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News: Joint training validates NATO peace commitment

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Joint training validates NATO peace commitment Staff Sgt. Daryl Knee

Crew members of the Polish airfield operations tower coordinate flying operations July 16, 2013. Poland and the United States continue to strengthen their military interoperability through continued partnerships, such as the aviation detachment's training sessions. (U.S. Air Force photo by Staff Sgt. Daryl Knee/Released)

LASK AIR BASE, Poland - Poland and the United States continue their aerial training at Detachment 1, 52nd Operations Group here as they move into the operational aspect of the flying program.

The training is catered to create a realistic wartime environment, and the mission planning is a collaboration between the leadership of the Polish air force and the aviation detachment.

The planners create air tasking orders, which contain information essential to the pilots operating the F-16 Fighting Falcon fighter aircraft at this training. The ATO details mission objectives for the joint team to complete — ranging from destruction of enemy air defenses to close-air support for friendly ground forces.

The taskings are then relayed to the pilots and their team, who must interpret the data and coordinate the response. In this case, it is an opportunity for the Polish and U.S. pilots to share and exchange their tactics to ensure mission success.

"We have very similar procedures but different tactics," said Polish air force Lt. Col. Pawel Marcinkowski, 6th Fighter Squadron commander and an F-16 veteran of six years. "Each time we have the Americans over, we learn something new. We begin to know what to expect and are not surprised when we fly together."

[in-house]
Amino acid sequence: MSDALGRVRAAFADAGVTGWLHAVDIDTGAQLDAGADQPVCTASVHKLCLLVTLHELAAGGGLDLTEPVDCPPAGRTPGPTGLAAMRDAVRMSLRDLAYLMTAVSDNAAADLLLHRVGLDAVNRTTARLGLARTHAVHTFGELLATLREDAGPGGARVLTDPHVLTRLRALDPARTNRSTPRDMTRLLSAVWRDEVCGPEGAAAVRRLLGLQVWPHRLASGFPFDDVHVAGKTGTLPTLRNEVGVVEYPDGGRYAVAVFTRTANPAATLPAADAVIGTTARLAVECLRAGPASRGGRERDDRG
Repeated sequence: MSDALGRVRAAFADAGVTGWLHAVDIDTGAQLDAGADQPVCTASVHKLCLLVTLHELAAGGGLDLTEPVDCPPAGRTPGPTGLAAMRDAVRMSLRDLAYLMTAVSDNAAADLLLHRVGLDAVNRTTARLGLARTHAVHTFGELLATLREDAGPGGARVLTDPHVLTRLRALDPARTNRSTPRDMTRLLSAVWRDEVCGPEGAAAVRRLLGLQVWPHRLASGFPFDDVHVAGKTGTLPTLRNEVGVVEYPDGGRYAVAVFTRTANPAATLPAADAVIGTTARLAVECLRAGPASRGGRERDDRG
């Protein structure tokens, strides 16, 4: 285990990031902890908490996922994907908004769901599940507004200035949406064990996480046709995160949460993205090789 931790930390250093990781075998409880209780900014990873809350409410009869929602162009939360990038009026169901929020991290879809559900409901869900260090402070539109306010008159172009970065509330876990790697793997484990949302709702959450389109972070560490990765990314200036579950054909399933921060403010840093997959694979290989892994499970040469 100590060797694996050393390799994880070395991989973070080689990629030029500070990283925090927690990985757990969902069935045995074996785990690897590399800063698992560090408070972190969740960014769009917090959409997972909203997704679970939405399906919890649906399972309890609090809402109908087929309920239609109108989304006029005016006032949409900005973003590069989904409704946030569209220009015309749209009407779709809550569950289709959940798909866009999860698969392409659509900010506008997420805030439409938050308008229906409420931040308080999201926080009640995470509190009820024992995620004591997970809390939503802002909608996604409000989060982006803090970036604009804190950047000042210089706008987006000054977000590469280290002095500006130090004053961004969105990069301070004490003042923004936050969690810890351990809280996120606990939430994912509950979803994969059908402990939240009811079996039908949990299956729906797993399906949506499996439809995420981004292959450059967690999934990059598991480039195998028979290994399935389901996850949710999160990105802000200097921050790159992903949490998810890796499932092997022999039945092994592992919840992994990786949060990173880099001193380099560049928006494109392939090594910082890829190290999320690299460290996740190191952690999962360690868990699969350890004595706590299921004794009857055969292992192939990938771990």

The scenarios become more complex as the training continues throughout the week. To complete the more advanced objectives, the allied force must work seamlessly while airborne. Stress-testing the integration effort during this training allows the pilots to take advantage of a unique opportunity to strengthen air lethality for real-world contingencies across the globe.

"Poland is a pretty new NATO player," said U.S. Air Force Capt. Brad Zimmerman, 510th Fighter Squadron from Aviano Air Base, Italy. "And this training adds validity to our posture. The NATO alliance would lack credibility if the partners never practiced or worked together. Building relationships, like what we're doing with this training, ensures we are a reliable force against aggressors."

The training continues until July 26, 2013, and is the third rotation of U.S. aircraft to Poland.

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This work, Joint training validates NATO peace commitment, by SSgt Daryl Knee, identified by DVIDS, is free of known copyright restrictions under U.S. copyright law.

Date Taken:07.16.2013

Date Posted:07.16.2013 10:12



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